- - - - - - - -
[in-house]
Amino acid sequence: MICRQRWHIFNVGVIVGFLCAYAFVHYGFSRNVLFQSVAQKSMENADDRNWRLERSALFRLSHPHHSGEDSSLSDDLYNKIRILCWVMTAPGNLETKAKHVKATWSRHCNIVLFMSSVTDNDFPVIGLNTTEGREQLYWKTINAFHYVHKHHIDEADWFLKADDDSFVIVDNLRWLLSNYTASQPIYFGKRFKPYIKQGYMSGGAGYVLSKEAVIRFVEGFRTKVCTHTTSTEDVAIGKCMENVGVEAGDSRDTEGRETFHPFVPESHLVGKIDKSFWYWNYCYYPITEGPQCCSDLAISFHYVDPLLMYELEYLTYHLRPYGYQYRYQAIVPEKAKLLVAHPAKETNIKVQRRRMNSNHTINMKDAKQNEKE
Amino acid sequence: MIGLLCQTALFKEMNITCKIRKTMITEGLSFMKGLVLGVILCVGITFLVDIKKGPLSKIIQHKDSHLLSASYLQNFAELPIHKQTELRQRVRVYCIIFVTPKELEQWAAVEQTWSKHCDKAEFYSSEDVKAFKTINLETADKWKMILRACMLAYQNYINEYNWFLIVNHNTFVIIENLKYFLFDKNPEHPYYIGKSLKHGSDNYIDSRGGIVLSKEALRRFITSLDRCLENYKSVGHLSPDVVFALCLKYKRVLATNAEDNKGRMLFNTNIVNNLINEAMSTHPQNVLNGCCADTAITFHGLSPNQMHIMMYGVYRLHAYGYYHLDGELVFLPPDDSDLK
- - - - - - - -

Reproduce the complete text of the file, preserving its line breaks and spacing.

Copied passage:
[in-house]
Amino acid sequence: MICRQRWHIFNVGVIVGFLCAYAFVHYGFSRNVLFQSVAQKSMENADDRNWRLERSALFRLSHPHHSGEDSSLSDDLYNKIRILCWVMTAPGNLETKAKHVKATWSRHCNIVLFMSSVTDNDFPVIGLNTTEGREQLYWKTINAFHYVHKHHIDEADWFLKADDDSFVIVDNLRWLLSNYTASQPIYFGKRFKPYIKQGYMSGGAGYVLSKEAVIRFVEGFRTKVCTHTTSTEDVAIGKCMENVGVEAGDSRDTEGRETFHPFVPESHLVGKIDKSFWYWNYCYYPITEGPQCCSDLAISFHYVDPLLMYELEYLTYHLRPYGYQYRYQAIVPEKAKLLVAHPAKETNIKVQRRRMNSNHTINMKDAKQNEKE
Amino acid sequence: MIGLLCQTALFKEMNITCKIRKTMITEGLSFMKGLVLGVILCVGITFLVDIKKGPLSKIIQHKDSHLLSASYLQNFAELPIHKQTELRQRVRVYCIIFVTPKELEQWAAVEQTWSKHCDKAEFYSSEDVKAFKTINLETADKWKMILRACMLAYQNYINEYNWFLIVNHNTFVIIENLKYFLFDKNPEHPYYIGKSLKHGSDNYIDSRGGIVLSKEALRRFITSLDRCLENYKSVGHLSPDVVFALCLKYKRVLATNAEDNKGRMLFNTNIVNNLINEAMSTHPQNVLNGCCADTAITFHGLSPNQMHIMMYGVYRLHAYGYYHLDGELVFLPPDDSDLK